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Saturday, August 04, 2012
Kim Stanley Robinson
Review: Val Nolan
Critics are turning to science fiction for allegorical considerations of social, environmental, and economic ills. Erroneously considered a low art, the best of contemporary SF is in the imaginative richness and intellectual rigour of Californian Kim Stanley Robinson, an opponent of capitalism’s exploitation of landscape and community.
Author of the fêted trilogy Red Mars, Green Mars, and Blue Mars (1993, 1994 and 1996, respectively), as well as 2010’s Galileo’s Dream, Robinson’s latest is a true marriage of the speculative and the historical. It is a credible future history; the story of humanity 300 years from now, a Balkanised race in the midst of accelerated speciation, which has terraformed Mars, the satellites of the outer solar system, and the dense, hellish atmosphere of our tormented neighbour Venus.
While Robinson revels in detailed descriptions of the massive geo-hacking required to accomplish such things, the heart of 2312 is his protagonist, Swan Er Hong, a lapsed terraformer mercurial in personality as well as by birth. As an artist, Swan is a different kind of hero than Robinson’s typical geologists and geneticists. She is impulsive and emotional, engaging in dangerous activities like surfing the gravity waves of Saturn’s rings or circumnavigating her scorched home-world on foot as "Mercury rotates so slowly you can walk fast enough over its rocky surface to stay ahead of the dawn".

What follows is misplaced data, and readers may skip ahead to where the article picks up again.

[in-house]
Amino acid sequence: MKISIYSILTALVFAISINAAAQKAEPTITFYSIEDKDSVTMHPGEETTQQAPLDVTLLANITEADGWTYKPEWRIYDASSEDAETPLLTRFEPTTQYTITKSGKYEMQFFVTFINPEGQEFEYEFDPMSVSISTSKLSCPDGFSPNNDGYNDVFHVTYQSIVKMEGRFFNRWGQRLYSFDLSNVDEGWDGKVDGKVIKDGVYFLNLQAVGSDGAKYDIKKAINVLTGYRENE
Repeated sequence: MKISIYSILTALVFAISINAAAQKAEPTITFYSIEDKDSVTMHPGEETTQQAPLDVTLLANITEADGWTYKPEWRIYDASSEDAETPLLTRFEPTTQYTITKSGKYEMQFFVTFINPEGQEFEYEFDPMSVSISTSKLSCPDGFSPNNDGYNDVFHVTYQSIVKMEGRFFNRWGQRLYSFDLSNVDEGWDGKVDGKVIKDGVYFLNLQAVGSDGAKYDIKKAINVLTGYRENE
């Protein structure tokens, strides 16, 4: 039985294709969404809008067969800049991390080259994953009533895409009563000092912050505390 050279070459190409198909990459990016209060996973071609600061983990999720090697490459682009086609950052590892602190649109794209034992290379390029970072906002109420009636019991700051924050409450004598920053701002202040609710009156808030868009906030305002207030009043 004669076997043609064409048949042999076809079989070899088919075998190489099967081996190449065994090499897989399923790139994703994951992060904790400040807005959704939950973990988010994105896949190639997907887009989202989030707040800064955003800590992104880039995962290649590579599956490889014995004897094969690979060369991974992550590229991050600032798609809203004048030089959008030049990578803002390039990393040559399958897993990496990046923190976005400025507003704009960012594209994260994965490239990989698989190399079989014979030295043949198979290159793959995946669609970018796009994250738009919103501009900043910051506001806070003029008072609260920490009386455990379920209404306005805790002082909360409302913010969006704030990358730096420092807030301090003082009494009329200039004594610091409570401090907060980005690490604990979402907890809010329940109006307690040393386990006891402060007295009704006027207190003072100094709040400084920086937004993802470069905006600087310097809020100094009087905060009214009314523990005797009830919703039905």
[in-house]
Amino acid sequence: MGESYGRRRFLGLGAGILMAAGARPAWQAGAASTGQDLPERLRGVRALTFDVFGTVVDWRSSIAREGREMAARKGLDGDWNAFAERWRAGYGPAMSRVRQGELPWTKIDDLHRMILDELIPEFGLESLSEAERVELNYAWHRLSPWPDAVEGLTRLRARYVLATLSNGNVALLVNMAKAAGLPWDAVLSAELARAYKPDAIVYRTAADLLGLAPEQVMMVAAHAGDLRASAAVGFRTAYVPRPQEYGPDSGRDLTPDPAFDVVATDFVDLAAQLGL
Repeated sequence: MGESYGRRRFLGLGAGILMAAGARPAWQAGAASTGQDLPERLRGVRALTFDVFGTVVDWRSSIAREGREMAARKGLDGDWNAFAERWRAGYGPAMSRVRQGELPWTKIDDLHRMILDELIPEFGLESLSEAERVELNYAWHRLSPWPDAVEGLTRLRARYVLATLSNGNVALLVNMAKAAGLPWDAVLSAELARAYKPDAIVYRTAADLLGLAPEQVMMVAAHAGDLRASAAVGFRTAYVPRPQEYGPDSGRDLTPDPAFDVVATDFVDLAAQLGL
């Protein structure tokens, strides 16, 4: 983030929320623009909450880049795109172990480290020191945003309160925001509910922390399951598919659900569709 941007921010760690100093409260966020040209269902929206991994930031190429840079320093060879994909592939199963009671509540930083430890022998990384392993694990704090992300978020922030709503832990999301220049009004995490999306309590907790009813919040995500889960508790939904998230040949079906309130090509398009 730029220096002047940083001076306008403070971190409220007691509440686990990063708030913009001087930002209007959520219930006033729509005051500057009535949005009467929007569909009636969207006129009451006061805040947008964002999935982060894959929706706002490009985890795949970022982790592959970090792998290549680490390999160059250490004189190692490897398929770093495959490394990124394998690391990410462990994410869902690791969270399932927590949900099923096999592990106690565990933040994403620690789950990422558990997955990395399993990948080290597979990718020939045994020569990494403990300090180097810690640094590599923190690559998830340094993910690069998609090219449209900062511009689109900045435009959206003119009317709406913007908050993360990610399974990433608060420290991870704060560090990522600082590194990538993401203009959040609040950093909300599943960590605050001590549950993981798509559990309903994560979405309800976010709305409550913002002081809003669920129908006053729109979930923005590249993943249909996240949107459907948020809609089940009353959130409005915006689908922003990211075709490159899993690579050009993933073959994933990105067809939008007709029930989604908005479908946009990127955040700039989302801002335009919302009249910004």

Such a temperament allows Swan to channel the frustrations of the entire solar system, a human race ashamed of its overheated, overpopulated cradle. Earth, ironically the only planet resistant to terraforming, is a developmental sink flooded by uncontrolled global warming and "decisively under the thumb of late capitalism". 2312 is the year its future will be decided and, despite the growing spectre of rogue artificial-intelligence, the real villain of this novel is often humanity itself.
In illustrating this, Robinson riffs brilliantly on the multimedia inter-chapters of John Don Passos’s USA Trilogy. Interspersed throughout Swan’s story are glorious lists and fragments from technical documents, popular histories, and geological nomenclature which serve to flesh out the solar system, from the craters of Mercury to an ambitious plan to "stellarise" Neptune by igniting the gassy ice-giant into a second sun. The result is a powerfully realised vision of our potential, as well as a fierce critique of our many flaws.
Swan lies between these poles, a fiercely ideological and inventive woman exasperated by the disappointments of bureaucracy, small-mindedness, and petty human jealousy. Her efforts to save Earth’s biosphere are heady stuff, but, then, Robinson’s great gift has always been depicting big-idea SF in identifiable terms. A case in point is the teary wonder experienced by the reader at the spectacular return of endangered animals to Earth; another is Swan’s growing awareness that terrorism is as likely to be economic as it is explosive. That point, in particular, distinguishes 2312 as a novel rooted in the concerns of the present and Robinson as an author with his finger on the pulse of history, whatever the century.
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